This little article on the CNN site attracted my attention because Nielsen, the man interviewed, is one of my favorite design/usability experts. (I'm even more fond of the fellow he has partnered with, Nelson.) So I stopped and read the article.
All that is basically claimed is that the web and associated technologies will lead to a more dispersed workforce in the future. Living in a large city will be necessary for fewer kinds of jobs and so people will be better able to leave the city and live in the countryside. This isn't new, of course, but it did set off a little moment of reflection. People don't actually seem to be dispersing into the countryside and as futurists have predicted for more than a decade. There is a lot more telecommuting. But mostly folks are telecommuting from other locations in the city or in the surrounding suburbs. So far at least, there has not been the move to the countryside that has been predicted (a prediction that Nielsen repeats).
Futurists tend to overemphasize technology and underemphasize the social context in which it has to operate—people mostly like their colleagues and operating in a social vacuum is not the best way to succeed at most jobs. So there is a social rather than technical limit to how far telecommuting is likely to go. But it is also true that in-city telecommuting is much more successful than its country version. And I suspect that a large part of that difference lies in the fact, which Nielsen and futurists ignore, that you can't really get big pipe broadband in the country. If you want full-frame teleconferencing with your creative team, you cannot do it from a house in the country.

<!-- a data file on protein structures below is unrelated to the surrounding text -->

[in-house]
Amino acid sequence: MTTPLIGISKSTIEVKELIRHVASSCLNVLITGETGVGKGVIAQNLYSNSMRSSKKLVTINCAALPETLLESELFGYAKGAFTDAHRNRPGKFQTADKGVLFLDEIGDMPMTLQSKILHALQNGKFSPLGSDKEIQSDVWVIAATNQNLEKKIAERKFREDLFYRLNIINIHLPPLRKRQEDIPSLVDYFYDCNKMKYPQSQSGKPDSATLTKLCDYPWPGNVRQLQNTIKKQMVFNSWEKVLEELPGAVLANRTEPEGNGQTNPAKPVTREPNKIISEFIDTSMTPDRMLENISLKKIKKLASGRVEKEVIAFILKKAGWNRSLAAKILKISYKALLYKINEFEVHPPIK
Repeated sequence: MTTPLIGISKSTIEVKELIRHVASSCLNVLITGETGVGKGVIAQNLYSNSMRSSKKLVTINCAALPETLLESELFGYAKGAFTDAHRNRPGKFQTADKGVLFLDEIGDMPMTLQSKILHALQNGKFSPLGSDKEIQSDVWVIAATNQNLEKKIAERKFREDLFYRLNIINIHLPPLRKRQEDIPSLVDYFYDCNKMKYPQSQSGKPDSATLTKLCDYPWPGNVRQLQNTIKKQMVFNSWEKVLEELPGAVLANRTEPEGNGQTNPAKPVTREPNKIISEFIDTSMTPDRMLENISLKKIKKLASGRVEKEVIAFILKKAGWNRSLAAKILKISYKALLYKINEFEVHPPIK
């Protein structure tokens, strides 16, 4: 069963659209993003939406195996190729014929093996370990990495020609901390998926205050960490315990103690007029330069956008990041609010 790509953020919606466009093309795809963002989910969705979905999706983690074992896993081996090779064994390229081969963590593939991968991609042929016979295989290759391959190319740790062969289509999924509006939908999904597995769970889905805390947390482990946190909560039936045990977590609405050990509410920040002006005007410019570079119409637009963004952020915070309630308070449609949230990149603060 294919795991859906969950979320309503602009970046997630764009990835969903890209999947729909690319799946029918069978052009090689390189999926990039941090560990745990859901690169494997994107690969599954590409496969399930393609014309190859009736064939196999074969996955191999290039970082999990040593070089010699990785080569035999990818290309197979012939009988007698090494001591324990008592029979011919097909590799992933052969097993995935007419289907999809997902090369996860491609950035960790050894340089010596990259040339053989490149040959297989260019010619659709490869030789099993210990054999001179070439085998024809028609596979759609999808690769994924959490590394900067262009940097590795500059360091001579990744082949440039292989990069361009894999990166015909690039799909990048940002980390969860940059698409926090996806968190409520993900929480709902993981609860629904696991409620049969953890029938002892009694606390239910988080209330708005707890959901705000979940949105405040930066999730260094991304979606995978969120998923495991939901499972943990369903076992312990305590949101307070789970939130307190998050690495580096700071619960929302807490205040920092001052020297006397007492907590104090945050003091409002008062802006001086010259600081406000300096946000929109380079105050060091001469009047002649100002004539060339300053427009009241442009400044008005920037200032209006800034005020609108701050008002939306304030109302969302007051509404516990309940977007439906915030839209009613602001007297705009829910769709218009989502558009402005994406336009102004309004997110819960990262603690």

No, for the near future at least, your best bet to back off the city lifestyle and still keep your job will be to try to find a nice smallish city with some huge pipes and settle in there. I'd look for a place with good music, good food, and a laid back atmosphere. But that's me.